Friday, November 28, 2008

Thanksgiving? ...When was that, again?

Yeah, Thanksgiving came and went, and I don't think I even stopped to think about it once until after. No reason to, really. I miss eating with my family and spending all day watching football (which in truth, I don't care about at all), and trying that one experimental dish on the periphery of all the classics. I miss the laughter and my constant assertions that Thanksgiving "just celebrates the theft of a country from its genocided inhabitants" and that "really, there's a whole lot more to be sorry about than thankful for,"....much to my family's constant amusement.
In short, I guess it just doesn't feel much like any kind of holiday. But, if I were constantly reminded of it, it might begin to bother me, only because I miss my family and I would note with a heavy heart their absence on a day that we used to share together. But, hey, it's over and done with and next year, I'll probably be carving up the tofurky ... much to my family's amusement.

Josh came to my house this weekend, and I'm thankful for that. I had a really long week, teaching Elementary school every day... just a sneak preview of what's to come next year. The kids were overwhelmingly great, actually. My Japanese is getting good enough to have conversations over lunch and I even made my first joke in Japanese! I'll relate it:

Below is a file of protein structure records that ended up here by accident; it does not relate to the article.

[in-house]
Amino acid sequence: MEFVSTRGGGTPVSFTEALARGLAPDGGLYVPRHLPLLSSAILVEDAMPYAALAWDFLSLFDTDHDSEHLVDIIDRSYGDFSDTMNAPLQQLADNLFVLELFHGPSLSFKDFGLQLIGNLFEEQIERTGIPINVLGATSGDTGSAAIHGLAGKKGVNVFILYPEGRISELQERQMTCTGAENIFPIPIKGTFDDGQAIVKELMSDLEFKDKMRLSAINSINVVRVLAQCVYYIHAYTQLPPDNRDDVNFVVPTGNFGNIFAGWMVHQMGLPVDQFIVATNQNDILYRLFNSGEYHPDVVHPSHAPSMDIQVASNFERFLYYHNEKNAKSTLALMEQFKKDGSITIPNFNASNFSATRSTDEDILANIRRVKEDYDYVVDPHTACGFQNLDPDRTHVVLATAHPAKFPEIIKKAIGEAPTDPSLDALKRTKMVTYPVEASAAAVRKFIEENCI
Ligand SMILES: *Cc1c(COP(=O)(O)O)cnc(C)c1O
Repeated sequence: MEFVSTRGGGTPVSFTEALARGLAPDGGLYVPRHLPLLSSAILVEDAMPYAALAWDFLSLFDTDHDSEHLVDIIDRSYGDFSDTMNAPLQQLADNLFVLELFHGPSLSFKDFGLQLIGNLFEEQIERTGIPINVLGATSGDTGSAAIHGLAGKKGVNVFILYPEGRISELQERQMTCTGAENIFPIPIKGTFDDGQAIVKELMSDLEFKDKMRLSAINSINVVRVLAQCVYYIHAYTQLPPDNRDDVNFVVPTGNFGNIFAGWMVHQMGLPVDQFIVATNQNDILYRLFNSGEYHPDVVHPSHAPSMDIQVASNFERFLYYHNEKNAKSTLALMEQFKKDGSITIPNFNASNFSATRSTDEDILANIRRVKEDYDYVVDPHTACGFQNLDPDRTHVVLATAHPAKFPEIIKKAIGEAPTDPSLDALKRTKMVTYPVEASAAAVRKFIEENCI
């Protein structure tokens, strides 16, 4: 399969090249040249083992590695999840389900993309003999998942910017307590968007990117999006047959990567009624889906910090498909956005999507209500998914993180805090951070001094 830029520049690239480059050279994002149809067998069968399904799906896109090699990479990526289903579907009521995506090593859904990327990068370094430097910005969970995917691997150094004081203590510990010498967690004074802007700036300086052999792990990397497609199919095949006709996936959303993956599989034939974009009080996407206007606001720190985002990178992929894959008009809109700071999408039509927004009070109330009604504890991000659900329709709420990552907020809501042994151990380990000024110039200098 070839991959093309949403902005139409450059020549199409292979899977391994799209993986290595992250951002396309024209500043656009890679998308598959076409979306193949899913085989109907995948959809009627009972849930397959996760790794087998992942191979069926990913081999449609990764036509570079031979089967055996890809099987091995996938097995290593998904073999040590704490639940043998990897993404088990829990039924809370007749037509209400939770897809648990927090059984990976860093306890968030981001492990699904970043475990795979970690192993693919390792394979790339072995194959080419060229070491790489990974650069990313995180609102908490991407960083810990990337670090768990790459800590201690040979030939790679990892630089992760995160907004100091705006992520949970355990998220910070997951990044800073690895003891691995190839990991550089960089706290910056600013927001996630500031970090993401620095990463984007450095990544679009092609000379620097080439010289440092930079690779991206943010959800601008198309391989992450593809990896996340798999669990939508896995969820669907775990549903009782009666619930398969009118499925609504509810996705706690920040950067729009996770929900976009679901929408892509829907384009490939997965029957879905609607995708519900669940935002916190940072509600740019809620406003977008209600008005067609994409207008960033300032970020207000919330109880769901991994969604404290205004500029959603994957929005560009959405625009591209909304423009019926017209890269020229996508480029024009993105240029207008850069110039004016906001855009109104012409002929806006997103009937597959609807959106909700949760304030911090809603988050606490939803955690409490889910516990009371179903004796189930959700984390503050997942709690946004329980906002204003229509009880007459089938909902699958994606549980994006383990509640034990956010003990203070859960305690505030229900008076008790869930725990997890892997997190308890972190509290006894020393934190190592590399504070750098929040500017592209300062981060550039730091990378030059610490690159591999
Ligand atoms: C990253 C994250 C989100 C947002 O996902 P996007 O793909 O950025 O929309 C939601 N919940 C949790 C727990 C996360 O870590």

I had just finished class, but the room I was teaching in has a special flooring, so you can't wear your shoes inside it. I was putting my shoes back on, and one of the 6-grade girls pointed at my shoes and said "Gaikokujin" which means "foreigner", just to illustrate to her friends how big my feet are, I guess. But, I pretended I couldn't hear correctly, and replied "Eh? Nani? Gaikutsujin?" which means like "Eh? What? Foreign-shoe-person?" In retrospect, I should've tried for "Daikutsujin," which means "Giant-shoe-person". Perhaps next time.
Anyway, I had a long week of smiling and dancing and singing and washing my hands before and after everyclass (kids are germs in school uniforms, man), and it's so great to be able to sit around and drink expensive scotch (a little gift to myself) with a good friend and watch horrible horror movies all night.

Anyway, there's a whole lot to be thankful for, and I guess I am. Though, I still maintain that Thanksgiving is built on a strange Disneyfied American myth ... I guess I can afford to take a moment to reflect on how lucky I am to be here, as the first person in my family's history (like, genetically, back to the origin) to get drunk and watch the sunset over Mt. Fuji.

Sunday, November 23, 2008

Karaoke overdrive

I've kept my loneliness on a long leash the last few days. In fact, I've been so social, it's hard to remember why I'm lonely in the first place. Both Friday and Saturday nights, on this beautiful and mercifully extended three-day weekend, I stayed out late, singing my guts out until late in the morning.
Friday, I met with some fellow English teachers in the nearby city of Higashimatsuyama. We ate at a great Korean restaurant and then went to my favorite local bar (not local exactly...but, the next town over), The Blue Lagoon. It's a bit of a Gaijin bar, with a number of foreign English teachers and a number of Germans working at a Bosch plant in Higashimatsuyama. The upside is that I'm picking up a little German, though it's just the bad stuff that you shouldn't say. On a lighter note, I've been enlightened as to the nature of the German custom of sitspinkel (spelling is definitely incorrect). Basically, I guess it's generally accepted that men have to piss sitting down. I have so far refused to participate in this experiment - and not because I'm a chauvinist pig. I aim for porcelain, and generally avoid backsplash. Anyway...